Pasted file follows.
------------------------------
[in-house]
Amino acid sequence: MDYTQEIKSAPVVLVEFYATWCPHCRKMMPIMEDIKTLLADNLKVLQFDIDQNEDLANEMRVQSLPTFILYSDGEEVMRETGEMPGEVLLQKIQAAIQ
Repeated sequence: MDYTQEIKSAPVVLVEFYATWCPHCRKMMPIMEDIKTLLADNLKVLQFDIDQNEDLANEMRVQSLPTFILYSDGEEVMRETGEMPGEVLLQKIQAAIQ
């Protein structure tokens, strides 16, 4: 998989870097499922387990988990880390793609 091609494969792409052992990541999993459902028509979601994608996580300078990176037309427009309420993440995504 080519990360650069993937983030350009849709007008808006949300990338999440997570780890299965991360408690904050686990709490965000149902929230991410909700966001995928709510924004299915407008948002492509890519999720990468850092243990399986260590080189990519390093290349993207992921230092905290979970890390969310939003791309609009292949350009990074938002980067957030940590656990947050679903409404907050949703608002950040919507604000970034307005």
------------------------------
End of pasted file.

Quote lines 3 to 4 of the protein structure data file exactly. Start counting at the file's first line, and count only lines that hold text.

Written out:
Repeated sequence: MDYTQEIKSAPVVLVEFYATWCPHCRKMMPIMEDIKTLLADNLKVLQFDIDQNEDLANEMRVQSLPTFILYSDGEEVMRETGEMPGEVLLQKIQAAIQ
């Protein structure tokens, strides 16, 4: 998989870097499922387990988990880390793609 091609494969792409052992990541999993459902028509979601994608996580300078990176037309427009309420993440995504 080519990360650069993937983030350009849709007008808006949300990338999440997570780890299965991360408690904050686990709490965000149902929230991410909700966001995928709510924004299915407008948002492509890519999720990468850092243990399986260590080189990519390093290349993207992921230092905290979970890390969310939003791309609009292949350009990074938002980067957030940590656990947050679903409404907050949703608002950040919507604000970034307005």